Barry Eichengreen wonders whether the US president's apparent about-face on NATO will apply to other organizations.
Brahma Chellaney worries that, when it comes to Asia's security, America's new president is all bark and no bite.
Shashi Tharoor calls on Britons and their historians to stop romanticizing the brutal, racist imperial past.
Lucy P. Marcus thinks the problem isn't Donald Trump's ego; it's his effort to consolidate governance by id.
Kaushik Basu explains why protectionist policies will harm the very workers Donald Trump promised to help.
Sandra Navidi uses network science to examine the threat posed to America by its current president.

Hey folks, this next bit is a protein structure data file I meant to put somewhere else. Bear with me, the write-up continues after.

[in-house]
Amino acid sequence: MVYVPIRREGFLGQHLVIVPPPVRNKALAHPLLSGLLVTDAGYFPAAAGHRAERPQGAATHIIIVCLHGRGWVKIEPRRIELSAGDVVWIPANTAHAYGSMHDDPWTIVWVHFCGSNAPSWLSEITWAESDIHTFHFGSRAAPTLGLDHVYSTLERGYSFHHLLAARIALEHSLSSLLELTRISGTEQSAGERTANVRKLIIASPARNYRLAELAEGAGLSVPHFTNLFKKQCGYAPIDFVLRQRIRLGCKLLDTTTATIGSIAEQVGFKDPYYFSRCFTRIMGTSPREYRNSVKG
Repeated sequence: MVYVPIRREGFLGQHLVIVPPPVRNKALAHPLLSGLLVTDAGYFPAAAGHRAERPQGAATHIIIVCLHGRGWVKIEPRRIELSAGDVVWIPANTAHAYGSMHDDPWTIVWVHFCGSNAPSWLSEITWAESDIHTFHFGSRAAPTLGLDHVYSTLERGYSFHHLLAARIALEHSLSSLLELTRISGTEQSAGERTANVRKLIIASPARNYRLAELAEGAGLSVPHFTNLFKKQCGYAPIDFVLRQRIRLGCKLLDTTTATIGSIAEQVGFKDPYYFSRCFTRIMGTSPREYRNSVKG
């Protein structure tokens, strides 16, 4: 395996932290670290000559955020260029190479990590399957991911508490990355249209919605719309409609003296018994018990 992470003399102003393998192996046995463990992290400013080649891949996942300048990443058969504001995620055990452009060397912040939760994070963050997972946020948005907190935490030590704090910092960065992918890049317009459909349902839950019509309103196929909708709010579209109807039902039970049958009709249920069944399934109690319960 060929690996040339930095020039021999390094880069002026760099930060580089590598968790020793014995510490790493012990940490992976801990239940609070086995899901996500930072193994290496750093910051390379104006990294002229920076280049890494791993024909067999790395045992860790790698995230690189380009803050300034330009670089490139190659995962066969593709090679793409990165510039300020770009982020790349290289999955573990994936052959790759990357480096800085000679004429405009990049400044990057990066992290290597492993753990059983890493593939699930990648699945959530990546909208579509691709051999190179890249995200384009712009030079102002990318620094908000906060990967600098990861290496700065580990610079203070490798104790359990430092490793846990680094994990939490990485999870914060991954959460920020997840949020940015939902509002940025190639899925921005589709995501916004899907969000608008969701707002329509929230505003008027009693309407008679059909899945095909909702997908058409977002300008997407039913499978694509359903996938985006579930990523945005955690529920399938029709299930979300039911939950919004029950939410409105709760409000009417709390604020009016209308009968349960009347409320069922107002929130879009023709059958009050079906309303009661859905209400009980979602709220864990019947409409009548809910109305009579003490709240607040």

Joseph E. Stiglitz warns against false hope regarding the true nature of the US administration.
Alpha Condé makes the case that a bright future for Africa hinges on more reliable electricity.
Simon Zadek explores the potential of fintech to support environmental sustainability.
Johan Aurik is confident that we can adapt to ongoing technological disruptions, as we have in the past.
John Chambers describes what it will take for the US to recapture its innovative edge.
Gordon Brown emphasizes the opportunities for social enterprise to reinvent classrooms and curricula regionwide.
José María Figueres , ET AL call on government, business, and citizens to unite and take action to save marine ecosystems.
Moha Ennaji calls on industrialized countries to boost support for sustainable development in poor countries.
Ian Buruma sees clear parallels between Nazi propaganda and the Trump administration's Islamophobia.
Sławomir Sierakowski reflects on why women have emerged as a powerful opponent of populists in the West.